Total Solar Eclipse Through a Lens of Faith

An invitation to experience the majesty and awe of the eclipse as something guided by God’s hand ...

This picture taken on Oct. 25, 2022, shows a view of a partial solar eclipse behind the crucifix of the Chaldean Catholic Church of Mar Ith-Alaha in the city of Dohuk in Iraq’s autonomous Kurdistan region.
This picture taken on Oct. 25, 2022, shows a view of a partial solar eclipse behind the crucifix of the Chaldean Catholic Church of Mar Ith-Alaha in the city of Dohuk in Iraq’s autonomous Kurdistan region. (photo: Ismael Adnan / Getty)

When the moon passes between the sun and Earth creating a total solar eclipse April 8, many Catholics in its path will be looking skyward to observe the phenomenon from a spiritual and scientific perspective.

Some will gather at retreat centers like Our Lady of the Pines in Fremont, Ohio, to reflect on the eclipse as a metaphor for the darkness and shadow in their own lives, while others, like a group of students at The Catholic University of America who will be studying the eclipse in collaboration with NASA’s Goddard Space Flight Center, will take a more methodical approach. 

A partial solar eclipse will be visible throughout North America and Central America on April 8, but only those in what is known as the “path of totality” will be able to observe the sun completely eclipsed by the moon. 

In the United States, this includes parts of Texas, Oklahoma, Arkansas, Missouri, Illinois, Kentucky, Indiana, Ohio, Pennsylvania, New York, Vermont, New Hampshire and Maine. 

 


Vatican Observatory

At the Vatican Observatory, the total eclipse won’t be viewable at the two locations, through the main telescope on Mount Graham in Arizona or through the historic telescopes at Castel Gandolfo south of Rome, so staff members will be doing what everyone else is doing: going to the path of totality to see the eclipse. 

Two of them — Jesuit Brother Guy Consolmagno, observatory director, and Christopher Graney, an astronomer and adjunct scholar — will be in Bloomington, Indiana, as presenters for a four-day “Faith and Science” retreat at Mother of the Redeemer Retreat Center. Besides Mass and morning and evening prayer, the retreat will include talks on such topics as “Astronomy and the Vatican” and “Where Faith and Science Can Meet,” along with opportunities for stargazing and, of course, viewing the eclipse.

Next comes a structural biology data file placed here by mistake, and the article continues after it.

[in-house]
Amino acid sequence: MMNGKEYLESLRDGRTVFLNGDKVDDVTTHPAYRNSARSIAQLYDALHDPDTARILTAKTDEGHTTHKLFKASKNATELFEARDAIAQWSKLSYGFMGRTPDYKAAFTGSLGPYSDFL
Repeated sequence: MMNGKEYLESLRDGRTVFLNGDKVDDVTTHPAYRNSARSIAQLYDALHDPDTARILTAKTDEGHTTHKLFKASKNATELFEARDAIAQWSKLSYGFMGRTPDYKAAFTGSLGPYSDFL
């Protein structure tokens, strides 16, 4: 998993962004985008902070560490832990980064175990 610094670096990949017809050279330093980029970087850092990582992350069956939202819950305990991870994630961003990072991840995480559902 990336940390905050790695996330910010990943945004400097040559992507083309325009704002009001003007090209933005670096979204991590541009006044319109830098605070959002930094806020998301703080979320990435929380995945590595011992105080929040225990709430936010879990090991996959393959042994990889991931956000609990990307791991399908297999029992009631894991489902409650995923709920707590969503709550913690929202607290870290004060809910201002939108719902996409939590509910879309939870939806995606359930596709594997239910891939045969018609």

Although some religious observers believe the coming eclipse has spiritual and even prophetic significance, Mark Mallett, a Canadian author and evangelist who views his role as one of watching, praying and listening to what God is saying to the Church, said he is not aware of any Catholic sources pointing to the eclipse in that way. However, he added, “This is not to say that this coming eclipse could not bear significance. Before the internet and modern astronomy, generations looked more intently at the universe for symbolism and meaning. The very birth of Jesus was marked by the ‘star’ over Bethlehem. And Our Lord himself said in Luke 21:25: ‘There will be signs in the sun, the moon and the stars ...’ What are these signs exactly? We cannot say for certain, which is why it is prudent to ‘watch and pray,’ as he commanded. It is the ‘pray’ part that tempers and roots us in the present moment so that we don’t get carried away.” 

The Vatican Observatory’s Graney said people still look to the universe for symbolism and meaning, as they did in biblical times. “If you believe God created the universe,” he said, “then the study of the universe is the study of God’s work, and it will teach you something about God; just as if you study a painting by Leonardo da Vinci, you will learn something about da Vinci.” 

He added, “There is always something interesting going on in the sky. Sometimes that thing is spectacular and interesting, and everyone knows about it, like the eclipse; sometimes it is subtle and interesting and only astronomy nerds know about it.”

Graney said the star of Bethlehem, for instance, was not the spectacular thing often imagined. “[The Gospel] says the star was subtle, something only noticed by ‘nerds’ like the Magi. Herod had to ask them when it appeared. ... If the star had been spectacular, everyone would have known when it appeared. Given that, are we going to sift every subtle thing in the sky for some great meaning? There are people who do that. It hasn’t been very productive for them. The Church has throughout its history condemned such stuff.”

Heidi Osborne, executive director of Our Lady of the Pines Retreat Center in Ohio, said the center’s purpose in planning a retreat during the eclipse was merely to allow people to experience the majesty and awe of the eclipse as something guided by God’s hand and to give them time to reflect on it.